Book Article

Chris Craft

Christopher Columbus for children -- We review some books that retell the story of the explorer with different approaches

Christopher Columbus for children

As the 500th anniversary of Christopher Columbus' voyage to the New World sails into view, historians are debating the importance of the discoverer as never before. The seven-hour PBS series Columbus and the Age of Discovery is airing this month, and more and more authors are weighing in with kids' books devoted to the intrepid mariner. So far, in children's books, Cristobal Colon remains a hero, not the despoiler seen by revisionists. Here are four notable titles about him.

I Discover Columbus
Robert Lawson
Here is the whimsical story of Columbus' 71-day odyssey across the ocean as narrated by Aurelio, a multilingual parrot with an attitude. Blown off his tropical perch in Central America by a hurricane, Aurelio is serendipitously deposited in Spain as a dispirited Columbus strolls by. The homesick Aurelio hatches plans to get back to his roost on the other side of the ocean by getting Columbus into the pilothouse of the Santa María. The sweet-talking bird convinces Queen Isabella and King Ferdinand to finance the voyage, and Admiral Aurelio takes over, steering sulky, seasick, haughty Chris-topher through troubled waters to the New World. Lawson's brainy parrot, and the author's droll pen-and-ink drawings, deftly turn the standard Columbus story on its head and shake loose some laughter in the process. B+

Meet Christopher Columbus
James T. de Kay; illustrated by John Edens
This is a nonfictional cold handshake of a book about the self-proclaimed Ad-miral of the Ocean Sea for kids who have outgrown picture books but who aren't ready to wrestle with a coffee-table version yet. De Kay diligently avoids Columbus as heartless colonizer and overzealous missionary in favor of a righteously packaged, almost saintly biography. For instance, Columbus' habit of keeping two ship's logs — one with a record of the true distance traveled and another, falsified, version intended to assuage the frightened crew and prevent a mutiny — doesn't even evoke a wince of disapproval from the author, who rushes to raise the curtain on the next chapter. The story line isn't buoyed by the gray, expressionless drawings. In fact, the emotion in this book (and it's rare) is conveyed through exclamation points, not character development. C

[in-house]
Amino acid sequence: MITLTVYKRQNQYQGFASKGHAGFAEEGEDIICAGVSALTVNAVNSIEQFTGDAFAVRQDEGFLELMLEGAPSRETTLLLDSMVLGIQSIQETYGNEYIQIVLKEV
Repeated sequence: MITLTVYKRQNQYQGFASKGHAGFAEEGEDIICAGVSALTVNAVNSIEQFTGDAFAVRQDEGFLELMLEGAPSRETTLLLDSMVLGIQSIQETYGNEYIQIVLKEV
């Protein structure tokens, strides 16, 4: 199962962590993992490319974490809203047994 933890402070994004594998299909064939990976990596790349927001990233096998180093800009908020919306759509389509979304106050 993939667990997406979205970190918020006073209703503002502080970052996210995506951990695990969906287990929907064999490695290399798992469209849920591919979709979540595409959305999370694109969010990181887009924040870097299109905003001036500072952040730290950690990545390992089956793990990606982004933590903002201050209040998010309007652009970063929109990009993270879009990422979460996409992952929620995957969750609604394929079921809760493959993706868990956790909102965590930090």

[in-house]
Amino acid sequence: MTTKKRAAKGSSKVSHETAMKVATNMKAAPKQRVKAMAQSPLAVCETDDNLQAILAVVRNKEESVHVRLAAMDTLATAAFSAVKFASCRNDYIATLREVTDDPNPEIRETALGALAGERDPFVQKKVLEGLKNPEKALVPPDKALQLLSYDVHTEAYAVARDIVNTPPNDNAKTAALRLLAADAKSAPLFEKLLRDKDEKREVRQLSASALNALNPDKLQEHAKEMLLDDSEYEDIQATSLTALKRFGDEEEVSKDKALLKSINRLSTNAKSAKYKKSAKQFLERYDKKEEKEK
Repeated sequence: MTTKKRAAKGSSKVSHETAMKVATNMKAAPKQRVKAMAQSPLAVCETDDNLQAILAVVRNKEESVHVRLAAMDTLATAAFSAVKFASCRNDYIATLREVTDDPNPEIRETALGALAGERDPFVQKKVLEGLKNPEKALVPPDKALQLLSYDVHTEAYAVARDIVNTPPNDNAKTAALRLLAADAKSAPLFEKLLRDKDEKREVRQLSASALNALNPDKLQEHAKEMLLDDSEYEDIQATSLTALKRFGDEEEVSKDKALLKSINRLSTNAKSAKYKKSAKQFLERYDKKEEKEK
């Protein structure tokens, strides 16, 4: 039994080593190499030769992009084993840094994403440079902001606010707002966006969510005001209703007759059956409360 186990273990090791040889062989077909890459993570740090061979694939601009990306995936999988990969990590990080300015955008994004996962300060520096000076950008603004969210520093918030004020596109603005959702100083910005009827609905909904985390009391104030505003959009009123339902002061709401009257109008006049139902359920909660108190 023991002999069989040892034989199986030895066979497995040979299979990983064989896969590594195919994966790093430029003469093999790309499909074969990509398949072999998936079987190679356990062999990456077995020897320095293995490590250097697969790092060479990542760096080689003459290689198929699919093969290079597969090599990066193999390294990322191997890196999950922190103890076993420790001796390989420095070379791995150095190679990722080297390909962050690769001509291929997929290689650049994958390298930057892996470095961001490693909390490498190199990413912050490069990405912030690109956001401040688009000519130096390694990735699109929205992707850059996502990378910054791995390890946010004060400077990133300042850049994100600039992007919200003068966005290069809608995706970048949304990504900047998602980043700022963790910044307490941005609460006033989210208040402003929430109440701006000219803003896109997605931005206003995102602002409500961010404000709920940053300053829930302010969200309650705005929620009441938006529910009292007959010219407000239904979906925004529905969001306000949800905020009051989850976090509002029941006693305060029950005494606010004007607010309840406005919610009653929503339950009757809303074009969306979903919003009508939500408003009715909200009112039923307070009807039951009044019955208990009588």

If You Where There in 1492
Barbara Brenner
From kindergarten on, kids are drilled in the cliched heroics of Columbus. Brenner, however, refreshes grade-schoolers' interest in the oft-told story of Genoa's favorite son by giving us not the icon but a walking, talking Columbus who sups on simple food, showers irregularly, and speaks in standard English. Surely kids could wrap their minds — and curiosity — around this guy. A text cousin of the old You Are There TV series anchored by Walter Cronkite, the book takes the reader to late 15th-century Spain and provides a detailed mosaic of the period. Brenner's matter-of-fact reminders about the hardships of ex-ploration (the crew was sometimes plagued by lice and other vermin and slept on deck even in squalls) and the primitive tools used to navigate the unknown only heighten the drama of Columbus' accomplishment. B+

Follow the Dream: The Story of Christopher Columbus
Peter Sis
This is a Columbus story stripped of frippery and platitudes — just Christopher and his dream of traveling to the Indies. The lushly detailed, imaginatively rendered, true-to-the-period illustrations capture a 15th century circumscribed by walls of superstition and naysaying. We watch a young Columbus nurture and eventually realize his vision. The minimal prose evokes a quietly courageous Columbus, and the illustrations are a tribute to a man who forced cartographers to recast their maps for good. B

Originally posted Oct 11, 1991 Published in issue #87 Oct 11, 1991 Order article reprints
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